Analog Corner #83

A recent bid on eBay won me mono copies of Nat King Cole's Love is the Thing and Nat King Cole Sings/George Shearing Plays. The descriptions said that the records had some "marks" but that they "shouldn't affect play." The rest of the wording led me to suspect that the seller knew nothing about vinyl, but since the winning bid was $3.15 ($5.65 with shipping), why not take a chance? I have some mono records that look unsalvageable but play fine—especially using the mono Helikon cartridge.

What arrived were two LPs that the ladies at the local Goodwill would have been ashamed to put out for 10 cents each. These battle-tested records were scarred with multiple visible radial gouges that a dock worker's gloved finger could have easily detected. I was actually amused that such a high-tech transaction could yield such a stack of crapola, and, in an uncharacteristically mellow tone, e-mailed the seller to tell him that he really shouldn't be describing trashed records as being in "good" condition.

His response: "My sincerest apologies. I do not have a phonograph and couldn't play them, could only eyeball them and guess." Score one for honesty, at least. By return e-mail I told him that it was pointless to send the records back, so instead of refunding my money, why not put $5 in one of those ASPCA pushkehs (Yiddish for a little coin box) for abused dogs they have on the counter at the 7–11?

"Keep the records for your trouble," he replied. "I'll still refund your costs. It would be too much to send them back....I grew up saving to buy a Harley like my Dad's, didn't go in much for music."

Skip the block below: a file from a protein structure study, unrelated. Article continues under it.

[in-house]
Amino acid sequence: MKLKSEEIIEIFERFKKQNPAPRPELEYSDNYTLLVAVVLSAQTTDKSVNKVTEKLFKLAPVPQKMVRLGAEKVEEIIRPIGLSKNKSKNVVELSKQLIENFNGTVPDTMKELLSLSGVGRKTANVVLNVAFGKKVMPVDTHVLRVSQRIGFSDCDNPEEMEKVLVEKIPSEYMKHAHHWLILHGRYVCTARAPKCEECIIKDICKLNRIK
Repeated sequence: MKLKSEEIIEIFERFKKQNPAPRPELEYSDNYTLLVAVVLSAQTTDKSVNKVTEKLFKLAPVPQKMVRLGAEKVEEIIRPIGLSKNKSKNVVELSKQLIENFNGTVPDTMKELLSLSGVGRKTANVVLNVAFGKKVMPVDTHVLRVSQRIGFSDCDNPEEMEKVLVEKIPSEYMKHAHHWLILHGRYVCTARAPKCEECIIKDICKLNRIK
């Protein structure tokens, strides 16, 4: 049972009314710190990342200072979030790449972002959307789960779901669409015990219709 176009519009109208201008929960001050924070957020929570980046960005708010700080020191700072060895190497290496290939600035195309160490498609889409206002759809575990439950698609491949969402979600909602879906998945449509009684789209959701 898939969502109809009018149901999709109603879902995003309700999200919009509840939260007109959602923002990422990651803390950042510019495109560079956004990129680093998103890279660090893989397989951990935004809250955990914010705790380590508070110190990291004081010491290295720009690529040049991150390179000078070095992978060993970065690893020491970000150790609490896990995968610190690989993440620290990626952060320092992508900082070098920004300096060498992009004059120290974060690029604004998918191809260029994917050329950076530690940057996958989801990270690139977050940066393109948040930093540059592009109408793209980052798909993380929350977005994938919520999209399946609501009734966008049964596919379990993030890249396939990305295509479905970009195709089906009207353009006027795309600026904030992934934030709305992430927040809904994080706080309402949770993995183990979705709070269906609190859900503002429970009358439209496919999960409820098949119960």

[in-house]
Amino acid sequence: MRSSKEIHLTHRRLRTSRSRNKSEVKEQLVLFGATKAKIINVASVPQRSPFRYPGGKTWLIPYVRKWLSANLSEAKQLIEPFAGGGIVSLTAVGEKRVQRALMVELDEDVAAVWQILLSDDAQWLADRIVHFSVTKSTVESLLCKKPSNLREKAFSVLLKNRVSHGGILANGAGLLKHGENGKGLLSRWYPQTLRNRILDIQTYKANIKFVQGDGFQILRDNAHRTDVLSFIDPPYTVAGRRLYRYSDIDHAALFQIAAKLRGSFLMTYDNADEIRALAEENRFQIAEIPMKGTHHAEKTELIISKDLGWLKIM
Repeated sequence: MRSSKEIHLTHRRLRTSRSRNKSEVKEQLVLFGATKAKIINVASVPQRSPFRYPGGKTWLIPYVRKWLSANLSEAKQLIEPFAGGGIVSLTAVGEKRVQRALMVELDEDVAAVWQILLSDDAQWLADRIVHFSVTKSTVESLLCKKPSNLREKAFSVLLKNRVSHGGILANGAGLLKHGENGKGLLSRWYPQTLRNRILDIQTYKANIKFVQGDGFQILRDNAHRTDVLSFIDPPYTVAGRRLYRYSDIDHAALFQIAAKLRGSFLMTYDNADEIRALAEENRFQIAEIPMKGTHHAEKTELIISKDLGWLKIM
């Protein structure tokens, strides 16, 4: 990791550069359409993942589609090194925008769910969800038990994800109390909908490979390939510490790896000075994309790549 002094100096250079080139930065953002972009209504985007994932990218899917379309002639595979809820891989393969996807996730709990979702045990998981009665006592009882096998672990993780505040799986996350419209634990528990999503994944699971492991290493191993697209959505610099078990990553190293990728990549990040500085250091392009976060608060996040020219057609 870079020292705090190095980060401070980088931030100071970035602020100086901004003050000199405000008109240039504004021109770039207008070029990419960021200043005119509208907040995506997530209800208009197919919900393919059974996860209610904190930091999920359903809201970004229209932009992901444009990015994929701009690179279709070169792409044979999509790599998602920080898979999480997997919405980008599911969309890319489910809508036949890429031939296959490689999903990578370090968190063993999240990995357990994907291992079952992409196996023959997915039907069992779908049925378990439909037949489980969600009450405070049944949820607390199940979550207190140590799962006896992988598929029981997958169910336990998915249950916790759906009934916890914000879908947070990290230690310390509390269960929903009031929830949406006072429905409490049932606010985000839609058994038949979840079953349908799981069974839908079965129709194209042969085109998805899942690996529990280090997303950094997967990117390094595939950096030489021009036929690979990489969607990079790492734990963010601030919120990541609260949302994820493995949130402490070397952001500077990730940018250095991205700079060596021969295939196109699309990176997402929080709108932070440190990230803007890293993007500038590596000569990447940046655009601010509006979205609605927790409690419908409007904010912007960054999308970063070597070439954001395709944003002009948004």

That was worth $5.65 for sheer entertainment value!

Two Superb Reference Guides for Vinyl Fanatics
Anton Svec, a Swiss gentleman with plenty of time on his hands, has come up with The Record Label Guide U.S.A., a reference labelography for American popular music (and some classical) issued on vinyl. The 800-page bound looseleaf book includes more than 2400 color shots of almost every label and label variation. For example, 30 different Mercury pop label variants are shown. Each label's section includes a short informative history, the dates during which each variation was used, and a collage of great album-cover art.

I found a few omissions (no Rounder Records, for instance) and some factual errors. I don't believe Svec has a clear corporate timeline for Warner Bros., for example, and how that affected the label art, but overall, the information is quite reliable and Svec is amenable to being corrected. He invites buyers to send him digital images of labels he's missed, so the project will grow only more complete and authoritative over time.